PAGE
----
Sheppard, by association, have not emerged from the accusations against their father unscathed [comments surrounding the alleged actions of their father drawing scrutiny to the band]. "It is a shame we get dragged into the politics all the time – it hasn't got anything to do with us [as a band]," George says.
"I'm 33 years old. We're not 'running to daddy', he's not funding the band in any way. We're making a living off touring and record sales, and yeah, what he may or may not have done, shouldn't come into it."
Yet there are those who perceive the decade-long success of Sheppard as having grown from the pockets of their parents, the idea of which George finds incredulous. "That is just not the case at all. My parents, they've worked so hard their entire life to get where they are.
"It's ridiculous and it's unfair, but we've always felt this animosity towards us, probably to do with our upbringing and the fact we're a band, it's just an easy shot to take. But we're all about music.
"That's what we're focusing on and that's what we're born to do. We just want to make music that we find joyful and bring that euphoric energy to people who are really into it. That's what we focus on in these dark times."
It's a fitting analogy, then, that those rose-tinted glasses and being so overcome by love seeing someone in a certain way, should apply to how Sheppard perceive their father.
Music or no music, they support and love him. "Over the years, he's been behind us one hundred per cent," George concedes. "It's not the first time the PNG government has slandered him and tried to throw him in jail. But yeah, I guess it's something unconditional. We'll never not stand behind our dad."
The Sheppard exploration of love continues in a return to the live scene, the band preparing to undertake an album launch show at The Fortitude Music Hall on 26 February, their first home-town performance in nearly two years that will also be live-streamed globally.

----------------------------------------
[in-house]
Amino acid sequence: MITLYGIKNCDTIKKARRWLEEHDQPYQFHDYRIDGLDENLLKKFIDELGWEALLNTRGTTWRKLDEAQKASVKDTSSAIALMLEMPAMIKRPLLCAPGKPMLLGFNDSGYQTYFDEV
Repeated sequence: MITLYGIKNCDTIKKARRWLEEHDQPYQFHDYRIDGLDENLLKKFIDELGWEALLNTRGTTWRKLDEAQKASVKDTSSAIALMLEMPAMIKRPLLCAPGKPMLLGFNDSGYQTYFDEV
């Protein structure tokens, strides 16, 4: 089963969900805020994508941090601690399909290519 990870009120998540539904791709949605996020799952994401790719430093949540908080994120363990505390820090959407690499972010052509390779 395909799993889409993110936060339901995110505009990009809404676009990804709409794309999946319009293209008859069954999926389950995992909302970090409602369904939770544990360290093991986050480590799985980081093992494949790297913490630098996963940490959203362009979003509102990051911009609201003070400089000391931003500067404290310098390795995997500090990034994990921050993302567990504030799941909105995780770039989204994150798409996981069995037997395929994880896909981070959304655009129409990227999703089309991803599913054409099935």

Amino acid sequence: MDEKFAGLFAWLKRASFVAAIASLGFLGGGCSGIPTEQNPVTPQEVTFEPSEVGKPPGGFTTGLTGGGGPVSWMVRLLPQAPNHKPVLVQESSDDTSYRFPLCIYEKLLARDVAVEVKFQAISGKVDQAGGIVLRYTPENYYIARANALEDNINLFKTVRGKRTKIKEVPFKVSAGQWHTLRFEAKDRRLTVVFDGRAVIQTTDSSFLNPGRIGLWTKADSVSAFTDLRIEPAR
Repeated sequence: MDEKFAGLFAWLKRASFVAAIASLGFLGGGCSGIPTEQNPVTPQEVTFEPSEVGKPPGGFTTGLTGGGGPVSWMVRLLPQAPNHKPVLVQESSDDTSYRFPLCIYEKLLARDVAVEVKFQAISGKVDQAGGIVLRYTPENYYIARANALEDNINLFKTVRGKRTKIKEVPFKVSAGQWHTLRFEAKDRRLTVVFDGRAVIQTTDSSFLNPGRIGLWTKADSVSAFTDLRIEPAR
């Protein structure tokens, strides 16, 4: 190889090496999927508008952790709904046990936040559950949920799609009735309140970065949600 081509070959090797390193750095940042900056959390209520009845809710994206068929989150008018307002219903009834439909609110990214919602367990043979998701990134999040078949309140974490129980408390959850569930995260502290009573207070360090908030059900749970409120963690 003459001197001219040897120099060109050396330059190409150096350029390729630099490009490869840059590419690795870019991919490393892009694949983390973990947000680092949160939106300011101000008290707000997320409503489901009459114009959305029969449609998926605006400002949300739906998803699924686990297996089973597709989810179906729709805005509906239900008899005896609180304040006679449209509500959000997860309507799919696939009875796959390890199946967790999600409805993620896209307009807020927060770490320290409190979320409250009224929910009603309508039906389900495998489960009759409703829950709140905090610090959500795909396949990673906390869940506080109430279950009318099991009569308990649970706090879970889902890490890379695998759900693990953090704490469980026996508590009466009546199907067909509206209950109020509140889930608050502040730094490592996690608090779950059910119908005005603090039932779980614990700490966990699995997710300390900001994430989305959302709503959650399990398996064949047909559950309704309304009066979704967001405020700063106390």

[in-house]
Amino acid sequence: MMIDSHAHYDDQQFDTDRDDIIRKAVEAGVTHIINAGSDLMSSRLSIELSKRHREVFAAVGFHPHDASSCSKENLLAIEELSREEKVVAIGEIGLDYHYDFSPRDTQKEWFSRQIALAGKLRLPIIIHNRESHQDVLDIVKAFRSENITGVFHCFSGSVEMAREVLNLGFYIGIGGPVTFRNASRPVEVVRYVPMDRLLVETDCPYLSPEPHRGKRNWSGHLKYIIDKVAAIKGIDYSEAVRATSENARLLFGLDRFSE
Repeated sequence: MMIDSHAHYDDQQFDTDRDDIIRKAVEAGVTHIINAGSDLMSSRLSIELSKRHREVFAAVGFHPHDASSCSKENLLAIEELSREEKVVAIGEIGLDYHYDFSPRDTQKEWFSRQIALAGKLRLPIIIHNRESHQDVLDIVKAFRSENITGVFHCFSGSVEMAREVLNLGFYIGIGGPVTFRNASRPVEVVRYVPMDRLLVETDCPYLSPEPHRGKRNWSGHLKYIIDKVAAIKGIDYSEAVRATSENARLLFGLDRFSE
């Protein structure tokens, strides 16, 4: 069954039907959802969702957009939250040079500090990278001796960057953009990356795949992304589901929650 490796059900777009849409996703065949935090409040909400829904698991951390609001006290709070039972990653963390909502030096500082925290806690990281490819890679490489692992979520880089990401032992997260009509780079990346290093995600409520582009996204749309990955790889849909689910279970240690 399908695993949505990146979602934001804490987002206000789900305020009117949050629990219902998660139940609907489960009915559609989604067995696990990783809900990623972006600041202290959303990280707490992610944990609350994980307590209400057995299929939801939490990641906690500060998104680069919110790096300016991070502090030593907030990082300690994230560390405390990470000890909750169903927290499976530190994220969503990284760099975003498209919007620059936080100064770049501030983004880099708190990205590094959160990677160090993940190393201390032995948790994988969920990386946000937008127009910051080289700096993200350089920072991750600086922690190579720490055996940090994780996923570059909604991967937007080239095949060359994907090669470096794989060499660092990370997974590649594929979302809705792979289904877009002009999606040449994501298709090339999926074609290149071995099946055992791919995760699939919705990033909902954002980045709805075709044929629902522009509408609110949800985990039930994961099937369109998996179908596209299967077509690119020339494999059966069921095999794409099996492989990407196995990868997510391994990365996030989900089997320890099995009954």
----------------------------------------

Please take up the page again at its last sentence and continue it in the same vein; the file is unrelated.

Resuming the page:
With a combination of fans who've followed the band since the start and a new wave of listeners off the back of the release of 'Kaleidoscope Eyes', according to George it's going to be an exciting event.
"We're putting everything we've got into it. One show and we're going to make the most of it, play the [new] album from start to finish then come back to do the old favourites.
"All in all, it's going to be a colourful celebration of love in our home town, and hopefully people all over the world tune into the livestream and we can enjoy it all together.
"Obviously with restrictions we can only have a fraction of the people that fit into The Fortitude Music Hall, but it'll definitely be this big, pandemic-friendly show, but also intimate in this weird way.
"We're just going to have the best time we can possibly have on stage because we don't get to do this very often. We're just going to have a grand old time and hopefully everyone feels that."
With so many elements continually at play, there’s a big picture to consider here – COVID, not performing, performing, livestreams, new material, the situation with their father. How does it help shape the evolution of Sheppard? "It's a case of taking it as it comes," George says, frankly.
"I'm definitely one of those people who tries every day to live in the moment. I'm all about being on my toes and ready to tackle any challenges that come along our way. I think that's served us well over our careers.
"At the end of the day, we're a family, we make music together, and that's not going to change. We'll just keep on going, growing in a way that's organic."